The August 1917 appeal in Australia raised £159,037 28 (that’s around $14,198,000 in today’s money).

Researched and written by Allen Tiller © 2018


1917 ‘RED TRIANGLE DAY’, The Mount Barker Courier and Onkaparinga and Gumeracha Advertiser (SA: 1880 – 1954), 3 August, p. 2. , viewed 30 Dec 2018,
Advertiser (Adelaide, SA: 1889 – 1931), Saturday 21 July 1917, page 8
1917 ‘Y.M.C.A. WAR WORK’, Daily Herald (Adelaide, SA: 1910 – 1924), 1 August, p. 8. , viewed 30 Dec 2018,
1917 ‘RED TRIANGLE DAY’, Daily Herald (Adelaide, SA: 1910 – 1924), 2 August, p. 3. , viewed 30 Dec 2018,
1917 ‘THE COUNTRY.’, The Register (Adelaide, SA: 1901 – 1929), 4 August, p. 5. , viewed 30 Dec 2018,
1917 ‘RED TRIANGLE DAY APPEAL’, Chronicle (Adelaide, SA: 1895 – 1954), 4 August, p. 34. , viewed 30 Dec 2018,
1917 ‘Advertising’, The Mail (Adelaide, SA: 1912 – 1954), 4 August, p. 3. , viewed 30 Dec 2018,
1918 ‘ONLEY RED TRIANGLE DAY.’, Daily Herald (Adelaide, SA: 1910 – 1924), 8 June, p. 4. , viewed 30 Dec 2018,
1919 ‘RED TRIANGLE DAY.’, Recorder (Port Pirie, SA: 1919 – 1954), 28 May, p. 2. , viewed 30 Dec 2018,
1917 ‘RED TRIANGLE DAY.’, Petersburg Times (SA: 1887 – 1919), 5 October, p. 3. , viewed 30 Dec 2018,

The Strange Case of the Headless Calf.

The Strange Case of the Headless Calf.

 In 1875, Mount Gambier resident Mrs Buchan, over three nights, had strange dreams about her daughter Mary, who had mysteriously disappeared.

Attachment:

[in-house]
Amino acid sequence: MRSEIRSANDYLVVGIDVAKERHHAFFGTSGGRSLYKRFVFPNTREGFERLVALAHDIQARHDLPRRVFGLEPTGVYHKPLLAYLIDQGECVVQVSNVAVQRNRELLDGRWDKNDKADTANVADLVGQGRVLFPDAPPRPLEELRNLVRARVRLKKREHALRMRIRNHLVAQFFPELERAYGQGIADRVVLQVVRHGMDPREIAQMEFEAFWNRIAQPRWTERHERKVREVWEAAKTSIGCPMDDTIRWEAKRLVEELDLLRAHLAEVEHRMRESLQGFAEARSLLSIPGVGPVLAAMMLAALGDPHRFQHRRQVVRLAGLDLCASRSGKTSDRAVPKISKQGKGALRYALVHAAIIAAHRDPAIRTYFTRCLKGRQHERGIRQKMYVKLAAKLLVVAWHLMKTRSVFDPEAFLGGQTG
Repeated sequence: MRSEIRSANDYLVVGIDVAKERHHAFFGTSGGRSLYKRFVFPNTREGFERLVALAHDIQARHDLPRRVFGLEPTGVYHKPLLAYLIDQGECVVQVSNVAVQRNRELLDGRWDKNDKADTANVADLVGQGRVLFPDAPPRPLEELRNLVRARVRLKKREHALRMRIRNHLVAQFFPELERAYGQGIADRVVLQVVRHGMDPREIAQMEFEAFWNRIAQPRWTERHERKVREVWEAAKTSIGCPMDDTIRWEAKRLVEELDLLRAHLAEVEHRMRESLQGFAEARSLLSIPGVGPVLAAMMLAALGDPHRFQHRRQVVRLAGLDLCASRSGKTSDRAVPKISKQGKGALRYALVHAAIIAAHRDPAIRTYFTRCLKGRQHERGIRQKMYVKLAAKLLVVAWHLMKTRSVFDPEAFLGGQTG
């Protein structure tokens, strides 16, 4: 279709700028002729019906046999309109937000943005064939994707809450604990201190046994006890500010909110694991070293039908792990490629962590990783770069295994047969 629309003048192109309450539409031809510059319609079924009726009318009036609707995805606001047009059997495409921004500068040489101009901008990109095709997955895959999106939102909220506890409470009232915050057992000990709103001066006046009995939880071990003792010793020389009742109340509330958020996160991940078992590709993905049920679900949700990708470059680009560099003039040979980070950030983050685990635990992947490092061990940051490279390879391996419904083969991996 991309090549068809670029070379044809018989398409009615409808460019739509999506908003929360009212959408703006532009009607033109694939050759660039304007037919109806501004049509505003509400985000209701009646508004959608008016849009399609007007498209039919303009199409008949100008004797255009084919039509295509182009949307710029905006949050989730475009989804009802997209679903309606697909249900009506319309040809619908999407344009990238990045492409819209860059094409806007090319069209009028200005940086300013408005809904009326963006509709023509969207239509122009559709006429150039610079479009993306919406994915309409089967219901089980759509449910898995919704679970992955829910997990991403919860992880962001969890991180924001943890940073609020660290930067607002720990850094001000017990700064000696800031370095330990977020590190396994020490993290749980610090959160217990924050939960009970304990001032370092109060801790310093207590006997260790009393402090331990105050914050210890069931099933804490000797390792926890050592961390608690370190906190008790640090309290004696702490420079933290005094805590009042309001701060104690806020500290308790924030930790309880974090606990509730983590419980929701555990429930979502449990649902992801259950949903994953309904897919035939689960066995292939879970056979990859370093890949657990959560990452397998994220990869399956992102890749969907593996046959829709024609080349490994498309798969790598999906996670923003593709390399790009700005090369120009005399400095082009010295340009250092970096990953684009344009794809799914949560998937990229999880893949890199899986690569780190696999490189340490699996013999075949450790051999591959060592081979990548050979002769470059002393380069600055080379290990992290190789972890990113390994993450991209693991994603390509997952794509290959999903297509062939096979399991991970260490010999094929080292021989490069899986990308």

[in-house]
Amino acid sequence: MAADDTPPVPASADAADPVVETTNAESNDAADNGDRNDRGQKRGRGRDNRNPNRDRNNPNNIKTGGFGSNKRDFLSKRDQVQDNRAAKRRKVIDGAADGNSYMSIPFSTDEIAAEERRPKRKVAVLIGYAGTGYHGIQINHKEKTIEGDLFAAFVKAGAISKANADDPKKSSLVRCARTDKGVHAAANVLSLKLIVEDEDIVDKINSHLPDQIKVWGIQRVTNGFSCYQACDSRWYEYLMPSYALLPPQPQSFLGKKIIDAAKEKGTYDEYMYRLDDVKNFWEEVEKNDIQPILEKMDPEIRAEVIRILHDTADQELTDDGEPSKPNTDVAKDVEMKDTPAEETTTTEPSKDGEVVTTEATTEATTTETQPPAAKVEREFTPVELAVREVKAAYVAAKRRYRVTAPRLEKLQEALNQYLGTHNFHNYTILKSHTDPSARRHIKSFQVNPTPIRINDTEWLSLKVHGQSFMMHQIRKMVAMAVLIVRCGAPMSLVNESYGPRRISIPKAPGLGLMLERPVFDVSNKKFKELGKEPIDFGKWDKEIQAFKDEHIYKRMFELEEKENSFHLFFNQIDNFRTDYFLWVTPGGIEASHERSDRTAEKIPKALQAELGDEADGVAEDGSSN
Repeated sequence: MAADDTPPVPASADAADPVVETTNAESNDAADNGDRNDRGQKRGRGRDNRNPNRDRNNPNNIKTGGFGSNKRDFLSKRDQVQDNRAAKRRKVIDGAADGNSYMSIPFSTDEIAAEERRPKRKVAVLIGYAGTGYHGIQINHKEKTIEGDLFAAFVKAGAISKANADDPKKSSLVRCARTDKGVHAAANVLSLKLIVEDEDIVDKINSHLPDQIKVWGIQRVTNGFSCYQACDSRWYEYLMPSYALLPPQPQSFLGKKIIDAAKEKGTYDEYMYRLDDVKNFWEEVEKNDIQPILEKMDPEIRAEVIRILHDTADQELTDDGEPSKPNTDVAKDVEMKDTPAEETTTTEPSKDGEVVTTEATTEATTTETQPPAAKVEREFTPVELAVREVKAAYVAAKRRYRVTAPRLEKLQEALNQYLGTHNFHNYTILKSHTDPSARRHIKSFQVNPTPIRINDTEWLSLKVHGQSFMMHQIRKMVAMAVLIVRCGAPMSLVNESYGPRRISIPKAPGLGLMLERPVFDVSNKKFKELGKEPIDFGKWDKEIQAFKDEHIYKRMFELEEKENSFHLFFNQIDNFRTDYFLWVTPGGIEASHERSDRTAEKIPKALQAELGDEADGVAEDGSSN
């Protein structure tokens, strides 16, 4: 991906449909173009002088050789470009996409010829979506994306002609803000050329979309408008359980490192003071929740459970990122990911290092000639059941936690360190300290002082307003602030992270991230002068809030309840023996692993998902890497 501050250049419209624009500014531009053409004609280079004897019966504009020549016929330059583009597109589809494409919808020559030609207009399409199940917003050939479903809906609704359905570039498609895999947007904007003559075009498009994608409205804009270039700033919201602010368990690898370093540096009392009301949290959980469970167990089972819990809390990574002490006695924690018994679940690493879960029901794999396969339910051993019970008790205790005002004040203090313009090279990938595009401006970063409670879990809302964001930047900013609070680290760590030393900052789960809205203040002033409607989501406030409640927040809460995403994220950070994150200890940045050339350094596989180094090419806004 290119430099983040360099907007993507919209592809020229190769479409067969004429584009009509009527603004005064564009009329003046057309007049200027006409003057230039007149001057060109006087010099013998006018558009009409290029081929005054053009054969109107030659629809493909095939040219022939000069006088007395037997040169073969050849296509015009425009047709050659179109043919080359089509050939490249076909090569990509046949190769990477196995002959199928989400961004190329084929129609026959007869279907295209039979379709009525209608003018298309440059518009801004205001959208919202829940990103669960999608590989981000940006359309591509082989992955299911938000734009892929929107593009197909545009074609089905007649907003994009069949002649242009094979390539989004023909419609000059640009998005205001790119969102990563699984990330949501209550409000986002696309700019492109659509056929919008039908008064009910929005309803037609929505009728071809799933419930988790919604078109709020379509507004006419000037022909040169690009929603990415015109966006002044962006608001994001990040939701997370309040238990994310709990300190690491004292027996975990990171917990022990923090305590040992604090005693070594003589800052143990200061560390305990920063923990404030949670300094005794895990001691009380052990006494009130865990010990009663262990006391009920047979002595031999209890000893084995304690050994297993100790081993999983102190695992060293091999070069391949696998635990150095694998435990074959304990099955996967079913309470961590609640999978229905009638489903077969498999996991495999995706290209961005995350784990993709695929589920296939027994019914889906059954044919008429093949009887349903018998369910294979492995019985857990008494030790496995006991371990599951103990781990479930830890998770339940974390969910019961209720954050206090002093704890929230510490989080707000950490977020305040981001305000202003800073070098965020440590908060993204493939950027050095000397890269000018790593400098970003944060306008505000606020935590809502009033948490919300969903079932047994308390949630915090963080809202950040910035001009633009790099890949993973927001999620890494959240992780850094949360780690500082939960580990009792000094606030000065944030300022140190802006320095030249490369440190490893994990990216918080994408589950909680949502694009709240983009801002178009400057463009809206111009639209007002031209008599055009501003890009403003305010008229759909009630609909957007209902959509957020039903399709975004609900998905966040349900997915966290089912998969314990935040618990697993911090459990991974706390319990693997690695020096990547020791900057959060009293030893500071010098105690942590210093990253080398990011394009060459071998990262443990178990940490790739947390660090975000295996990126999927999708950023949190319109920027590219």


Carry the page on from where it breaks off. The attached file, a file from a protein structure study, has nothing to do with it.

Mary Buchan
Photo: Les Hill Collection – Mount Gambier Library.

Mary Buchan had fallen in love with an older man named William Page. They dated for a while, and it was thought it would not be long until he proposed. Then one day, Mary disappeared. Police investigated, but could not find the girl, nor any motive for her leave the town unannounced.

 The night after her disappearance, Mary’s mother had a disturbing nightmare. In her dream, she was looking over Hedley Park at Mount Gambier. (Hedley Park was bounded by Sturt Street in the north, Bay Road in the east, and South Terrace in the south, with Cemetery Road to its west.)
 In the dream, Mrs Buchan could see a herd of cows standing in one corner of the field. She watched as a calf left the herd and walked across the field. It stopped at about halfway across the field. Mrs Buchan watched the calf, and suddenly it dawned on her, that the calf that had just stopped, but had walked across the field, had no head!